Developers can't stand used video game sales. Just ask Silicon Knights chief Denis Dyack.
"I would argue, and I've said this before, that used games are cannibalizing the industry," Dyack told GamesIndustry International in an interview published yesterday. "If developers and publishers don't see revenue from that, it's not a matter of hey 'we're trying to increase the price of games to consumers, and we want more,' we're just trying to survive as an industry. If used games continue the way that they are, it's going to cannibalize, there's not going to be an industry."
Used game sales are viewed among some developers as the industry's silent killer. After consumers play a game they bought new, they return it to the store and turn it in to receive some cash back. The retailer that bought the game then puts it back on store shelves for a reduced price. When the next customer comes in and buys that game, all the revenue goes to the retailer; the developer is only able to generate cash from new sales.
That reduced revenue opportunity has dramatically affected how developers try to profit off games, says Dyack, whose firm has developed everything from Metal Gear Solid: The Twin Snakes to X-Men: Destiny. Whereas developers used to generate cash from games for years, now, they're getting the majority of their sales "within three months of launch," Dyack told GamesIndustry.
In some cases, developers have taken huge steps to cut down on used game sales. Electronic Arts, for example, offers its Online Pass service, requiring customers who buy its sports games used to pay a $10 fee to access its online content.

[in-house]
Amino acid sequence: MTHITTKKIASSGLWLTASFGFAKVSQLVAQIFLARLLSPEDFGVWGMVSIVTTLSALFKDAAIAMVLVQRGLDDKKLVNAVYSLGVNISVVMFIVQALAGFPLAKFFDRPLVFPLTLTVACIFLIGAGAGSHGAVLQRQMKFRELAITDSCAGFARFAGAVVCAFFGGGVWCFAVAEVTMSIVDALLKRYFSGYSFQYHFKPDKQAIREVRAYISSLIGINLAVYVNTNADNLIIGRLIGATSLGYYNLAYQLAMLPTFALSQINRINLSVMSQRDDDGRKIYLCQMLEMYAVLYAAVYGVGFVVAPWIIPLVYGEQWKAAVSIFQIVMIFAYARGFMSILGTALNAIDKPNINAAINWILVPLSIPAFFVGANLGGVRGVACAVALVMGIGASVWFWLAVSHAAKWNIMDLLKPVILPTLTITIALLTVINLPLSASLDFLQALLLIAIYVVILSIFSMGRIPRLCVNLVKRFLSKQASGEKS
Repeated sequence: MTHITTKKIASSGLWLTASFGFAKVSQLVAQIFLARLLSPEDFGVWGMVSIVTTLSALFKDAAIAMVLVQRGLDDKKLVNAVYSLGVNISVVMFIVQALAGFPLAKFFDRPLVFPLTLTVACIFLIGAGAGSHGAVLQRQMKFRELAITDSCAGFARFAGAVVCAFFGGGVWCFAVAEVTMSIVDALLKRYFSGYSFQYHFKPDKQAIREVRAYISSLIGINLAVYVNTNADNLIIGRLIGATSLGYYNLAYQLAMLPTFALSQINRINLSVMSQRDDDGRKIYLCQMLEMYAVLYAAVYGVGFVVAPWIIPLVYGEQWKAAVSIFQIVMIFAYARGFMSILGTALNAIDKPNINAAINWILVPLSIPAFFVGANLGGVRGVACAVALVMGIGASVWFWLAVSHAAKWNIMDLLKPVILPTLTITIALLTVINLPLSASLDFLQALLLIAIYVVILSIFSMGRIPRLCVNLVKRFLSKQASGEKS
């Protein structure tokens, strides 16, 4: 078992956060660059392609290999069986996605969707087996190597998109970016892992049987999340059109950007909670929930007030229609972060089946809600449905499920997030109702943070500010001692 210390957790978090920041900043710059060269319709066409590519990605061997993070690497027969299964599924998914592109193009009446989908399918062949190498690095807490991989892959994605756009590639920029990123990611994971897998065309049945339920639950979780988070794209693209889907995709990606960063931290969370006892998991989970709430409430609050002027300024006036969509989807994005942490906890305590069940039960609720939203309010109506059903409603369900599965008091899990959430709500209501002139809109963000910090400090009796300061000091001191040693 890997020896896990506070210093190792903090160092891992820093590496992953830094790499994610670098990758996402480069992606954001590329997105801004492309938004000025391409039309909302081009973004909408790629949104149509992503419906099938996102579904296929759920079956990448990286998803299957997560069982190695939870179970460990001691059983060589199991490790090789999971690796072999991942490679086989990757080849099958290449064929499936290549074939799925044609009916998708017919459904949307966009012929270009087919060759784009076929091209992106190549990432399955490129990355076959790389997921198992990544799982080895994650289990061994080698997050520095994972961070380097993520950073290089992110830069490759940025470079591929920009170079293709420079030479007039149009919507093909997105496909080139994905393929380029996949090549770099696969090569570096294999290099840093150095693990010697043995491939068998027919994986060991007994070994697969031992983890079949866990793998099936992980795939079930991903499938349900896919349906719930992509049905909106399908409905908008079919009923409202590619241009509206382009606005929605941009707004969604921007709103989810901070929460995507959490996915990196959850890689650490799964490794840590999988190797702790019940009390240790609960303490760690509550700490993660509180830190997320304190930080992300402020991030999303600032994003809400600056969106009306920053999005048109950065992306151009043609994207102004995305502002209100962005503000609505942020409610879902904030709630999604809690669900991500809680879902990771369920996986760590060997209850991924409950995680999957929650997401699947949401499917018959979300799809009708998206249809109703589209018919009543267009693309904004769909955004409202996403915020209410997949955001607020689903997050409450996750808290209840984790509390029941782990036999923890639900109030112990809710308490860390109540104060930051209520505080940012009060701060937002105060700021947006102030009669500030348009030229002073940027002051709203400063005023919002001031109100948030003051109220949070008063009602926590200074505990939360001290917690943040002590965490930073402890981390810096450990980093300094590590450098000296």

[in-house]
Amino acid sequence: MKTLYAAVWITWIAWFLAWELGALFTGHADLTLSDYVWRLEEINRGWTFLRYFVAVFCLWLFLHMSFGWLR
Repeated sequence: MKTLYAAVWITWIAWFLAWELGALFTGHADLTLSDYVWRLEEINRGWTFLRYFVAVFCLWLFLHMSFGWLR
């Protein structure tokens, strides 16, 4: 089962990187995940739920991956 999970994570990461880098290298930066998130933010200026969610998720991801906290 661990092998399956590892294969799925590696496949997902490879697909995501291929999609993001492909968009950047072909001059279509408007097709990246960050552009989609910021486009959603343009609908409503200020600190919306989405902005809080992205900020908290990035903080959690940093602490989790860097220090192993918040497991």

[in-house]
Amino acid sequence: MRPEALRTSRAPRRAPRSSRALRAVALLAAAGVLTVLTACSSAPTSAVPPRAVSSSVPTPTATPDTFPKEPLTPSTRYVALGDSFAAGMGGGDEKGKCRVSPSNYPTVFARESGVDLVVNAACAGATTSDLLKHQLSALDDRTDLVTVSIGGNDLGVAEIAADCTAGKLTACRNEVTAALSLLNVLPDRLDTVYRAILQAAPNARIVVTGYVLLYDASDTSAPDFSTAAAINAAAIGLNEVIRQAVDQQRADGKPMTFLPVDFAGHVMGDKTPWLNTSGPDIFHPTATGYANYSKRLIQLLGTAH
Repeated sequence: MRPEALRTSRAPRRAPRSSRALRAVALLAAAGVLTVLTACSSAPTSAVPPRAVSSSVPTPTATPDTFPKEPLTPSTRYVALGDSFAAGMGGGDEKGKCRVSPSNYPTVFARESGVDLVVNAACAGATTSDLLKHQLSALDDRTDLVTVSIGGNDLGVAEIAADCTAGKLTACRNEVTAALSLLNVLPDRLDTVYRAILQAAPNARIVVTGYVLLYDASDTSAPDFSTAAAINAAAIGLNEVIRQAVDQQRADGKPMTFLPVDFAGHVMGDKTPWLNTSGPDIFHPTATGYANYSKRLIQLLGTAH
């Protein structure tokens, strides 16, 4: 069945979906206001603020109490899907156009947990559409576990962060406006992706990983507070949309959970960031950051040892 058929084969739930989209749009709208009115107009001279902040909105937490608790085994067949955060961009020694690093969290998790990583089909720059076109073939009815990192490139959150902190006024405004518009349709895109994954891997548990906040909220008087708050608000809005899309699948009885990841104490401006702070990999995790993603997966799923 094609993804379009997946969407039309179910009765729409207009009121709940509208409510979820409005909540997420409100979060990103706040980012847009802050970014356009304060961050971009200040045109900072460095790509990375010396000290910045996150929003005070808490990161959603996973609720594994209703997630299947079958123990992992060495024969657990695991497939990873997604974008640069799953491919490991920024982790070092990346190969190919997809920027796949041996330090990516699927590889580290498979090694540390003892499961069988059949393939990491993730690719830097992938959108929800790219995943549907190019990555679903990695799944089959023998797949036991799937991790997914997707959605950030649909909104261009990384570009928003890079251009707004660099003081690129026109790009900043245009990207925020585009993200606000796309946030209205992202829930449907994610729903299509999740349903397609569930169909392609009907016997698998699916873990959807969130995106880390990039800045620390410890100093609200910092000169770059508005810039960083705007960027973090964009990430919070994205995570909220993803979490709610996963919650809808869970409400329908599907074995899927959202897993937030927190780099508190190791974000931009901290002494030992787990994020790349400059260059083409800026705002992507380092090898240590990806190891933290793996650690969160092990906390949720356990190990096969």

"In order to continue to enhance the online experiences that are attracting nearly five million connected game sessions a day, again, we think it's fair to get paid for the services we provide and to reserve these online services for people who pay EA to access them," EA Sports vice president of worldwide development Andrew Wilson writes on his company's Online Pass page. In return, we'll continue to invest in creating great games and offer industry-leading online services to extend the game experience to everyone."
For their part, retailers have made it no secret that they want to sell as many used games as possible. GameStop's homepage, for example, shows a large image enticing customers to come in the store, trade in titles, and buy other pre-owned games. Best Buy and Amazon are also making a push for used titles, realizing that they present a major revenue opportunity.
Whether the current state of affairs is really as worrisome as Dyack says is up for debate. NPD analyst Anita Frazier told CNET last week that new physical game sales were down just 3 percent year-over-year in the fourth quarter of 2011. Meanwhile, major developer Activision Blizzard saw its revenue and profit figures jump in 2011, joining a number of game companies that enjoyed similar results.
Still, as for-profit companies, the developers want to make more cash. And each time someone buys a used game, they're losing $50 to $60 in possible revenue. Consumers, possibly unaware of the effects on developers, see a better deal and choose the used option.
So far, developers haven't come up with a good solution. But earlier this year, gaming news site Kotaku cited a source who said that the next Xbox will come with technology that will prevent owners from playing used games. Microsoft hasn't confirmed that report, of course, but if true, the industry could be in for some sweeping changes in the coming years.